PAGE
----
Of course, until a few years ago the same could also be said of many of Leica's modern cameras. But just as Daniel Craig breathed some much-needed life and modernity to a classic character, Leica's new bodies have brought modern features and conveniences to some of the German manufacturer's best products.
The new Leica S (Type 007) (MSRP $25,400) is precisely such a camera. Like the recent Leica M (Type 240) this new CMOS-bearing medium format camera includes truly innovative features like live view, 1080p and 4k video, faster burst shooting, and even—hold on to your Tyroleans—built-in WiFi and GPS. It's a thoroughly modern camera from a company best known for its classic designs and unflinching dedication to preserving tradition.
It's also a heck of a camera—if you've got $25k to burn.
Big, heavy, loud... and very fun.
The Leica S (Type 007) is, like most medium format cameras, an extremely heavy camera. Especially with several new cameras here at Photokina getting lighter than ever, the weight of the S stands out immediately. That said, it's actually very comfortable to shoot with. The weight gets tiring after too long, but it also provides excellent stability. It feels just like the previous Leica S, which has been shrunken down to become the new Leica S-E (Type 006).
The Type 007 also gains a new LCD on its top plate, but otherwise preserves the featureless monolithic look of previous S-series cameras. The controls are almost completely unlabeled, forcing you to learn your way around the camera quickly. The controls are also quite simple, which is surely a subtle nudge from Leica to stop playing with your camera and actually take photos.
If you can deal with the weight, shooting with the S is very pleasant. As someone who doesn't frequently shoot with medium format cameras, I'm always taken aback by how expansive the optical finders are. That's particularly useful when shooting with fast lenses like the 100mm f/2, because you have such a narrow depth of field to work with.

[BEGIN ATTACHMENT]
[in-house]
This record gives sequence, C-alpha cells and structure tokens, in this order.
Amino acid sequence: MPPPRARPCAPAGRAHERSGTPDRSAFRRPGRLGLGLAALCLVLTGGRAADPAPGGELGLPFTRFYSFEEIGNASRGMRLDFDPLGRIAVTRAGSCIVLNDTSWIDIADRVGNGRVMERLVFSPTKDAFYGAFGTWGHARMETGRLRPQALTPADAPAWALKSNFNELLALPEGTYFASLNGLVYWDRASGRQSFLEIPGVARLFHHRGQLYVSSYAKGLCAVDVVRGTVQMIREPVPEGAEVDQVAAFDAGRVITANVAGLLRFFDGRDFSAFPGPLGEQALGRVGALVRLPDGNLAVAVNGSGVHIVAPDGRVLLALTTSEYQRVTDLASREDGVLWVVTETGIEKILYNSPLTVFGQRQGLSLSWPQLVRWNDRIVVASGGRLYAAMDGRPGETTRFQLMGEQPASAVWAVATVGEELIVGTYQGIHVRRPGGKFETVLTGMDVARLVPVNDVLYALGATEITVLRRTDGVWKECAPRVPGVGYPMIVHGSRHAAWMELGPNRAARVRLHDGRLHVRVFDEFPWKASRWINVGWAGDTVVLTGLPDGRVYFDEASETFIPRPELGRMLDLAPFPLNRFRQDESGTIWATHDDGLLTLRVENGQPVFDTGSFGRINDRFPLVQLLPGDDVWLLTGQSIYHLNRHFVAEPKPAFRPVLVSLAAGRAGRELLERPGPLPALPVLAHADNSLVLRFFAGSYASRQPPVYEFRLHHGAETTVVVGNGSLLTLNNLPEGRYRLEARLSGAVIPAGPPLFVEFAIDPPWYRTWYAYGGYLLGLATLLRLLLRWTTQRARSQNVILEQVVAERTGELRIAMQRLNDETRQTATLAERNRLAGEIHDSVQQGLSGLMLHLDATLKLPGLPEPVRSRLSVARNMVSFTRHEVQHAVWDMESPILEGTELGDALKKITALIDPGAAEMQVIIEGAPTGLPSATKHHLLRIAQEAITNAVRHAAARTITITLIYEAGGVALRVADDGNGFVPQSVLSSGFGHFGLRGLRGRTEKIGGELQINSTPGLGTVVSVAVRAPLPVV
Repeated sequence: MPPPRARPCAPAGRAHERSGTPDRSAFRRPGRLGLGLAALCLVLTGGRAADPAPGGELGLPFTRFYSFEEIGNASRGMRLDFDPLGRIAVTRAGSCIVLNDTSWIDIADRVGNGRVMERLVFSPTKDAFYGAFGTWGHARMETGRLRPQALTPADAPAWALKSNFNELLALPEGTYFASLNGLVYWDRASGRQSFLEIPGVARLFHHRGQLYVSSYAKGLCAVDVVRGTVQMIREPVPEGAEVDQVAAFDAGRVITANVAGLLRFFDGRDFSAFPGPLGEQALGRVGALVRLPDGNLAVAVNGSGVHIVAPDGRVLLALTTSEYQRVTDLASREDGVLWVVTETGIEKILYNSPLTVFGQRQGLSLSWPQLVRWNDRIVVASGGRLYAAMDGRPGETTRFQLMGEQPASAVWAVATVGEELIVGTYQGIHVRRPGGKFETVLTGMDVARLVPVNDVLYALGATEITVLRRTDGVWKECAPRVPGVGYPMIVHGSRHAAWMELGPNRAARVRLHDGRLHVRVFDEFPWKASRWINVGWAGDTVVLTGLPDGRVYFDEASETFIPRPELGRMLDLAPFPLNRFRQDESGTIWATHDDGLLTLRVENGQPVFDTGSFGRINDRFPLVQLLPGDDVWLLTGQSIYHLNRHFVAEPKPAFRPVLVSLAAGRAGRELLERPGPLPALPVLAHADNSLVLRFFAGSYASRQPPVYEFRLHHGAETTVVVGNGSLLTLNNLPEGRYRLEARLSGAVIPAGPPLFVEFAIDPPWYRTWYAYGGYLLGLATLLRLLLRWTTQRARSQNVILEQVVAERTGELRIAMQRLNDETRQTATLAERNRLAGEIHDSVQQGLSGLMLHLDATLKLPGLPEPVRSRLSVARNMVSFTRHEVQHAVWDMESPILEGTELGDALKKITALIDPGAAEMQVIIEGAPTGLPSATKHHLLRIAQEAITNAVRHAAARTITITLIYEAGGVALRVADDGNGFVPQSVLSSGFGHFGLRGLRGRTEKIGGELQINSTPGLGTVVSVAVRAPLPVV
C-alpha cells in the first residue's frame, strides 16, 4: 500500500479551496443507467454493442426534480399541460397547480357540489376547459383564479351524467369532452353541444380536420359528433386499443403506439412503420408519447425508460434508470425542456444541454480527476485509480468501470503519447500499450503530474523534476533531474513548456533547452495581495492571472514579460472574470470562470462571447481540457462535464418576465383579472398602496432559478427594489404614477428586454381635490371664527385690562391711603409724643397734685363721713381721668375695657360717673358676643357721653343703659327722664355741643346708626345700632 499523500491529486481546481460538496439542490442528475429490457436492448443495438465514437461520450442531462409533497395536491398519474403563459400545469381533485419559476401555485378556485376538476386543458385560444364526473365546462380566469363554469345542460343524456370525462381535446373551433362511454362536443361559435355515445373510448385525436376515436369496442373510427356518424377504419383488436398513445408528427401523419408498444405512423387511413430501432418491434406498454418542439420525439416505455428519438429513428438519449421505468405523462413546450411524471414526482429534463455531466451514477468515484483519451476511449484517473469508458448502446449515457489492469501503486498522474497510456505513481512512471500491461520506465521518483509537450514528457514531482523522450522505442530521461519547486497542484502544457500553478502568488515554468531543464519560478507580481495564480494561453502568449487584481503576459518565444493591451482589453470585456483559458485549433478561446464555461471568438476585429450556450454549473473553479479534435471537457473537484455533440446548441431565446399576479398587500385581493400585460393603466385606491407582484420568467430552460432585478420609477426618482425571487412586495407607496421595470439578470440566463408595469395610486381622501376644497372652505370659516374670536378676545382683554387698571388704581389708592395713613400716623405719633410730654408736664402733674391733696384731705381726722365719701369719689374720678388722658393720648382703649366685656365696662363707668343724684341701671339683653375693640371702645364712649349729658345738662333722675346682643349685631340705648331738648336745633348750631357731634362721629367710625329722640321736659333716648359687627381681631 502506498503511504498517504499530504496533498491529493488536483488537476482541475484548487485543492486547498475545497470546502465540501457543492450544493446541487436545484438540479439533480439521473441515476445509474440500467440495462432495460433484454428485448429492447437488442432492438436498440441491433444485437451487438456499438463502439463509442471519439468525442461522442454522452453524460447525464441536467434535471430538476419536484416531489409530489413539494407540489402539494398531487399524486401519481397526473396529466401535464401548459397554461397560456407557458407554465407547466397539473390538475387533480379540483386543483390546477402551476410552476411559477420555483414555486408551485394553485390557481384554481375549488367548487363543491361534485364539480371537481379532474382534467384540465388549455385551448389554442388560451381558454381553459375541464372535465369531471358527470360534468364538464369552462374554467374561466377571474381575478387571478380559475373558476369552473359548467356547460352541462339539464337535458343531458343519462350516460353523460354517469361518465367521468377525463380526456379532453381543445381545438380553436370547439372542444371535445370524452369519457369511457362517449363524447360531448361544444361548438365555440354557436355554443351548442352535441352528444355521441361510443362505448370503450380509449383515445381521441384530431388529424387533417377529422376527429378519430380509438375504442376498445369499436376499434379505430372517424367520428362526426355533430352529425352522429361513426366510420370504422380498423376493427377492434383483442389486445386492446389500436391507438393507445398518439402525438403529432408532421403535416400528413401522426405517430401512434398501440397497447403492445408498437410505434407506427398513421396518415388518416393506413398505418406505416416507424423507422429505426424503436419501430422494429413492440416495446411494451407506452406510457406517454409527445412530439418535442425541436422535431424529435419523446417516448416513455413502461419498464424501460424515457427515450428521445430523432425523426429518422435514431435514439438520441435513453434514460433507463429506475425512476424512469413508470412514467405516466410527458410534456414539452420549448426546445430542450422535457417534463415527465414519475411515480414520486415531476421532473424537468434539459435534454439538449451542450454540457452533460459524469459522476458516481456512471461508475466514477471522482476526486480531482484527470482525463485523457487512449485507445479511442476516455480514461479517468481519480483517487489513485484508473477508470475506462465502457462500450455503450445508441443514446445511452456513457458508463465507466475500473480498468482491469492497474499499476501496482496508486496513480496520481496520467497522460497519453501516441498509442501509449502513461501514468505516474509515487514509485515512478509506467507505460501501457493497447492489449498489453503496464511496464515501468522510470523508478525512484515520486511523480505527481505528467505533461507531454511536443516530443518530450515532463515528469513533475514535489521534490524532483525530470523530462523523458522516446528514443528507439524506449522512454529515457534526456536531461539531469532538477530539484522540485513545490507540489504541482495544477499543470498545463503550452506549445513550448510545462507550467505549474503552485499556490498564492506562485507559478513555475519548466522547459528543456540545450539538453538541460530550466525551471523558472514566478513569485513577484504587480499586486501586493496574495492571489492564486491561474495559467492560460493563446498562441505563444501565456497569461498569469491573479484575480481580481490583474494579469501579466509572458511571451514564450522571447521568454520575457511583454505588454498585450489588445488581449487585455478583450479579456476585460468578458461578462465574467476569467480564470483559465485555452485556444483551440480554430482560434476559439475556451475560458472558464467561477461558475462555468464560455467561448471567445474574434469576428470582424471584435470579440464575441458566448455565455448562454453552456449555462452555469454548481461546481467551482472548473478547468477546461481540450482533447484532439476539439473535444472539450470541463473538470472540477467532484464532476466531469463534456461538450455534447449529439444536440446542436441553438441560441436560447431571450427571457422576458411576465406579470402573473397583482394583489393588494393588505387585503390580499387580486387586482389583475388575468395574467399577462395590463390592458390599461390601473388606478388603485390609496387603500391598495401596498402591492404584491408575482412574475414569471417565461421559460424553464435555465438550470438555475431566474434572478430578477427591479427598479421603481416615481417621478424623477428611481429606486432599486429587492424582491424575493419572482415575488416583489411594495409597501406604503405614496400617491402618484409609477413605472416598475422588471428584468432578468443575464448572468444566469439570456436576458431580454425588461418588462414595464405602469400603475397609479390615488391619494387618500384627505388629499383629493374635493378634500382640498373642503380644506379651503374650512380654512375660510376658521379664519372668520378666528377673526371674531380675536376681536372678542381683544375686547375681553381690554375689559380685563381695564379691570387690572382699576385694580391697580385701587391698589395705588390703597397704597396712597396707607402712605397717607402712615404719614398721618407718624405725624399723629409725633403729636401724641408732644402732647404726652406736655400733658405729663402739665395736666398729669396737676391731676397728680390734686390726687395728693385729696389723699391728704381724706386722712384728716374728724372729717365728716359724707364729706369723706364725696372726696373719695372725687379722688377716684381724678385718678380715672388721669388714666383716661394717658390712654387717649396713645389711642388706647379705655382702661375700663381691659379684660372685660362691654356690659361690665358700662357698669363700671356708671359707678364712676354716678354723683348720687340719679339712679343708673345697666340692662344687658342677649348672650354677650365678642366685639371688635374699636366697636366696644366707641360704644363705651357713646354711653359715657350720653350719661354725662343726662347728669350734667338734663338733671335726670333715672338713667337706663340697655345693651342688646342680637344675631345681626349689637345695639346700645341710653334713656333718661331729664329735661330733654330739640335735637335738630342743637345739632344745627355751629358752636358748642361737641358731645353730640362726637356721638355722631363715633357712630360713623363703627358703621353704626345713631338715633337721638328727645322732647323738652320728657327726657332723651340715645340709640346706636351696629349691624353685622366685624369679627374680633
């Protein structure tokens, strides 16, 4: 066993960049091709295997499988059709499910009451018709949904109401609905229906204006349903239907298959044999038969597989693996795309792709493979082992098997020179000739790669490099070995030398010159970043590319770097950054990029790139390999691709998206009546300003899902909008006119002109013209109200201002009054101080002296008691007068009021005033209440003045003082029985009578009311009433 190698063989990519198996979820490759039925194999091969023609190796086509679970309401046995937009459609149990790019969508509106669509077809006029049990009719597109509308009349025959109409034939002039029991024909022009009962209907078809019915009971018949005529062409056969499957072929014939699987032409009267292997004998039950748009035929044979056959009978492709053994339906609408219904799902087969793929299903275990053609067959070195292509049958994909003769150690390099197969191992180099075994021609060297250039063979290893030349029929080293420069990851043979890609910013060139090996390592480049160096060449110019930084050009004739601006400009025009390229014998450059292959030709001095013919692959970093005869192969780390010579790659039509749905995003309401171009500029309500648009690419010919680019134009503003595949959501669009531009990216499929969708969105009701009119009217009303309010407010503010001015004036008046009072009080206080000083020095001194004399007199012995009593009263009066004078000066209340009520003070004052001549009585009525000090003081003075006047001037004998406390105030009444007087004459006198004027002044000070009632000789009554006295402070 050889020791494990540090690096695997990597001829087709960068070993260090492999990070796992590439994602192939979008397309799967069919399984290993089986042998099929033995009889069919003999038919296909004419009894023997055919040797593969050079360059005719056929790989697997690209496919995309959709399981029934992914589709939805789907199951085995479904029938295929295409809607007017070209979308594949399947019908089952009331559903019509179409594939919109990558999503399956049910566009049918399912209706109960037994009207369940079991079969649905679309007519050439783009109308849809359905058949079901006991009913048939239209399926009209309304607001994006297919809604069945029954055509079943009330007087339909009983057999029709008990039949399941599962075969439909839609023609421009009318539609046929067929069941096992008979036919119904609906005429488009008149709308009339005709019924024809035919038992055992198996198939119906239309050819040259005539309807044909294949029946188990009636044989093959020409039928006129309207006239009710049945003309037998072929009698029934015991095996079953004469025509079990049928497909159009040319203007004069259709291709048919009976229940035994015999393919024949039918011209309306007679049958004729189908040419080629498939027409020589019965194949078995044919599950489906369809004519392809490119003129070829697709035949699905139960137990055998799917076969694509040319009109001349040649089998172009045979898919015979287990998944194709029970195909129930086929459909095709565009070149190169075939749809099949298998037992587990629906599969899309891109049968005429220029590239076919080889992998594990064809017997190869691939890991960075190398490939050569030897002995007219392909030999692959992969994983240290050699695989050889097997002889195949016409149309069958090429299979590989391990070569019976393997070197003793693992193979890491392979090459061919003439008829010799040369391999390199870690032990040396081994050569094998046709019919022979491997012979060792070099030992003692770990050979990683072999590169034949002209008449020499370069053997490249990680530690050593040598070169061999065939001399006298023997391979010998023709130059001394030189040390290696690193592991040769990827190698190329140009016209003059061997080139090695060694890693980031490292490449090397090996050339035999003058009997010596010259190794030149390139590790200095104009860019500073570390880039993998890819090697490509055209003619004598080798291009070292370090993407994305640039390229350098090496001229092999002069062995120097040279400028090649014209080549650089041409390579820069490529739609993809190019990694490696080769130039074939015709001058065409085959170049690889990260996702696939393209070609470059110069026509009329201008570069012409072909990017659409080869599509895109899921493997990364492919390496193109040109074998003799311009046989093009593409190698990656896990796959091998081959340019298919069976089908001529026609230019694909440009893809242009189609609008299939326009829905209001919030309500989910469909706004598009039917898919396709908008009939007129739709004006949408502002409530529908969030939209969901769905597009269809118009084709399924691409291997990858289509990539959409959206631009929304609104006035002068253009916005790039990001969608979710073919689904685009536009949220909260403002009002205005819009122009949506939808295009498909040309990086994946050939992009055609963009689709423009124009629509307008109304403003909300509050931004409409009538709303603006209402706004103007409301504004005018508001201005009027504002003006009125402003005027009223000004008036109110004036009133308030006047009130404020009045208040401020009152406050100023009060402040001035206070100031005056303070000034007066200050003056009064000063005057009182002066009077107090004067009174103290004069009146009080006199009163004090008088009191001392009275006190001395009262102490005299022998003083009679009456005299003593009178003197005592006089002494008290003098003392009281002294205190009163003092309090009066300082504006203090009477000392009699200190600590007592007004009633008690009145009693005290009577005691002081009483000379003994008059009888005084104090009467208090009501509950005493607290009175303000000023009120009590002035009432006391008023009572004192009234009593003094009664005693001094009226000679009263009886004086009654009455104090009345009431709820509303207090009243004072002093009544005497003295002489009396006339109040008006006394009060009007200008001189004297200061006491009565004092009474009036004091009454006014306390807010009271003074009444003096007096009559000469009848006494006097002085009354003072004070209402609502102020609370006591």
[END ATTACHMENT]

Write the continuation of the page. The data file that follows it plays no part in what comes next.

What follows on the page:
And of course, there's simply nothing like that shutter sound. If you think that sounds like a car commercial, you're right. But the shutter on the Leica S doesn't just close, it crashes shut with authority. It might be terribly distracting depending on the type of photography you're doing, but damn if it isn't fun. And if that's not your thing, you can go with the electronic shutter (or the leaf shutters on certain lenses) and enjoy flash sync speeds of up to 1/1000th of a second.
Nein, this isn't a dream; it's a Leica with Wifi and 4K.
At Photokina 2014, the idea of something not totally being a "real camera" is a pejorative that gets thrown around often. One of the features that supposed "real cameras" don't focus on is WiFi. Yet here we are, and Leica—widely considered the most traditional camera manufacturer around—is putting WiFi, GPS, live view, 4K video, and speedier burst shooting into its top-tier medium format camera.